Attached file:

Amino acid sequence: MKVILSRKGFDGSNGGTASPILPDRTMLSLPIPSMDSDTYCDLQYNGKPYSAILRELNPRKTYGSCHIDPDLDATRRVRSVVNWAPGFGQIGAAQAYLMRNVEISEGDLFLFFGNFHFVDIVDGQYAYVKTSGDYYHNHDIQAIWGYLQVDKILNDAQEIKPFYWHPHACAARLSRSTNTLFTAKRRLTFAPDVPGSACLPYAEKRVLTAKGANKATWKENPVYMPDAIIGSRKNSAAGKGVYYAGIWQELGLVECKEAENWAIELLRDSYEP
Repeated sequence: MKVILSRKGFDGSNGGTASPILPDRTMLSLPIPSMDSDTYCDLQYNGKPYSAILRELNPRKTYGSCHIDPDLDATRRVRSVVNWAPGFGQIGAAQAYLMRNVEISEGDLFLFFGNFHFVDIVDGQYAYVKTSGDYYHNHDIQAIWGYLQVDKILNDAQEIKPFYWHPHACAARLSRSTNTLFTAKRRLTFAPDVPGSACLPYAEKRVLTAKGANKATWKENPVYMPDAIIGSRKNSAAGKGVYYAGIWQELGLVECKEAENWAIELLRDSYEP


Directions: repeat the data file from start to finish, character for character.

Amino acid sequence: MKVILSRKGFDGSNGGTASPILPDRTMLSLPIPSMDSDTYCDLQYNGKPYSAILRELNPRKTYGSCHIDPDLDATRRVRSVVNWAPGFGQIGAAQAYLMRNVEISEGDLFLFFGNFHFVDIVDGQYAYVKTSGDYYHNHDIQAIWGYLQVDKILNDAQEIKPFYWHPHACAARLSRSTNTLFTAKRRLTFAPDVPGSACLPYAEKRVLTAKGANKATWKENPVYMPDAIIGSRKNSAAGKGVYYAGIWQELGLVECKEAENWAIELLRDSYEP
Repeated sequence: MKVILSRKGFDGSNGGTASPILPDRTMLSLPIPSMDSDTYCDLQYNGKPYSAILRELNPRKTYGSCHIDPDLDATRRVRSVVNWAPGFGQIGAAQAYLMRNVEISEGDLFLFFGNFHFVDIVDGQYAYVKTSGDYYHNHDIQAIWGYLQVDKILNDAQEIKPFYWHPHACAARLSRSTNTLFTAKRRLTFAPDVPGSACLPYAEKRVLTAKGANKATWKENPVYMPDAIIGSRKNSAAGKGVYYAGIWQELGLVECKEAENWAIELLRDSYEP